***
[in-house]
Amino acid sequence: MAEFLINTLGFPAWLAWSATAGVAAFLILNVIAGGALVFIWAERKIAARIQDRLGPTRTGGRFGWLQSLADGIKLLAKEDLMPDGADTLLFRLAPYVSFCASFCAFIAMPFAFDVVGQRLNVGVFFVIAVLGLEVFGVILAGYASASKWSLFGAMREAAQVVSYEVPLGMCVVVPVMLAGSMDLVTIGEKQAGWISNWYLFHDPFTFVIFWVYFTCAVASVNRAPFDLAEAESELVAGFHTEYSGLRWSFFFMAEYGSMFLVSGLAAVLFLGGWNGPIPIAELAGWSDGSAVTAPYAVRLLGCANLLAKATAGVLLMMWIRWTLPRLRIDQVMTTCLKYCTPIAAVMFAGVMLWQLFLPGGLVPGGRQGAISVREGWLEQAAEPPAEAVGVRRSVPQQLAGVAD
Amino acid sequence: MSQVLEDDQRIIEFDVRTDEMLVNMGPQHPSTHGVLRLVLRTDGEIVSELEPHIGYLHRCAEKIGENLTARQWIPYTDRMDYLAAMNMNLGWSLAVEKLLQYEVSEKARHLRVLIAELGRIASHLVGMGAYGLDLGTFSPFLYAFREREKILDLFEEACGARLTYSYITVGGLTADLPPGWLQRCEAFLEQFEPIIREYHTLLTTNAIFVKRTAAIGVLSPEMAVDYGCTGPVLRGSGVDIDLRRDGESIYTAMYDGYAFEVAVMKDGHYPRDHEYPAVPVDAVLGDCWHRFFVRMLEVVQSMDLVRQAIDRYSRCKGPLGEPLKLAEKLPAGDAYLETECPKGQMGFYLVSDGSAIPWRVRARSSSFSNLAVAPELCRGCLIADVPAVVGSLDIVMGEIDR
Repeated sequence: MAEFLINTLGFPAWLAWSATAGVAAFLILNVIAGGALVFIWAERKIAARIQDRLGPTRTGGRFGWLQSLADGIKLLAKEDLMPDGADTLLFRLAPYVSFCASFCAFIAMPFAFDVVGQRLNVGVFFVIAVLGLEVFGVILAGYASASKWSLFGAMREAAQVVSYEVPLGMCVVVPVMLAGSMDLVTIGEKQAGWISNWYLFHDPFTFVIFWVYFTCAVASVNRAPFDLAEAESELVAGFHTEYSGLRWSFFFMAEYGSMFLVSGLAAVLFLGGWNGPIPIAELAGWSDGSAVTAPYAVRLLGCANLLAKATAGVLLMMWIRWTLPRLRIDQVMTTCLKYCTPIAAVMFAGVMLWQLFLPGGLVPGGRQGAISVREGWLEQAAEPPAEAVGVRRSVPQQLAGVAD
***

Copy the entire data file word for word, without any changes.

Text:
[in-house]
Amino acid sequence: MAEFLINTLGFPAWLAWSATAGVAAFLILNVIAGGALVFIWAERKIAARIQDRLGPTRTGGRFGWLQSLADGIKLLAKEDLMPDGADTLLFRLAPYVSFCASFCAFIAMPFAFDVVGQRLNVGVFFVIAVLGLEVFGVILAGYASASKWSLFGAMREAAQVVSYEVPLGMCVVVPVMLAGSMDLVTIGEKQAGWISNWYLFHDPFTFVIFWVYFTCAVASVNRAPFDLAEAESELVAGFHTEYSGLRWSFFFMAEYGSMFLVSGLAAVLFLGGWNGPIPIAELAGWSDGSAVTAPYAVRLLGCANLLAKATAGVLLMMWIRWTLPRLRIDQVMTTCLKYCTPIAAVMFAGVMLWQLFLPGGLVPGGRQGAISVREGWLEQAAEPPAEAVGVRRSVPQQLAGVAD
Amino acid sequence: MSQVLEDDQRIIEFDVRTDEMLVNMGPQHPSTHGVLRLVLRTDGEIVSELEPHIGYLHRCAEKIGENLTARQWIPYTDRMDYLAAMNMNLGWSLAVEKLLQYEVSEKARHLRVLIAELGRIASHLVGMGAYGLDLGTFSPFLYAFREREKILDLFEEACGARLTYSYITVGGLTADLPPGWLQRCEAFLEQFEPIIREYHTLLTTNAIFVKRTAAIGVLSPEMAVDYGCTGPVLRGSGVDIDLRRDGESIYTAMYDGYAFEVAVMKDGHYPRDHEYPAVPVDAVLGDCWHRFFVRMLEVVQSMDLVRQAIDRYSRCKGPLGEPLKLAEKLPAGDAYLETECPKGQMGFYLVSDGSAIPWRVRARSSSFSNLAVAPELCRGCLIADVPAVVGSLDIVMGEIDR
Repeated sequence: MAEFLINTLGFPAWLAWSATAGVAAFLILNVIAGGALVFIWAERKIAARIQDRLGPTRTGGRFGWLQSLADGIKLLAKEDLMPDGADTLLFRLAPYVSFCASFCAFIAMPFAFDVVGQRLNVGVFFVIAVLGLEVFGVILAGYASASKWSLFGAMREAAQVVSYEVPLGMCVVVPVMLAGSMDLVTIGEKQAGWISNWYLFHDPFTFVIFWVYFTCAVASVNRAPFDLAEAESELVAGFHTEYSGLRWSFFFMAEYGSMFLVSGLAAVLFLGGWNGPIPIAELAGWSDGSAVTAPYAVRLLGCANLLAKATAGVLLMMWIRWTLPRLRIDQVMTTCLKYCTPIAAVMFAGVMLWQLFLPGGLVPGGRQGAISVREGWLEQAAEPPAEAVGVRRSVPQQLAGVAD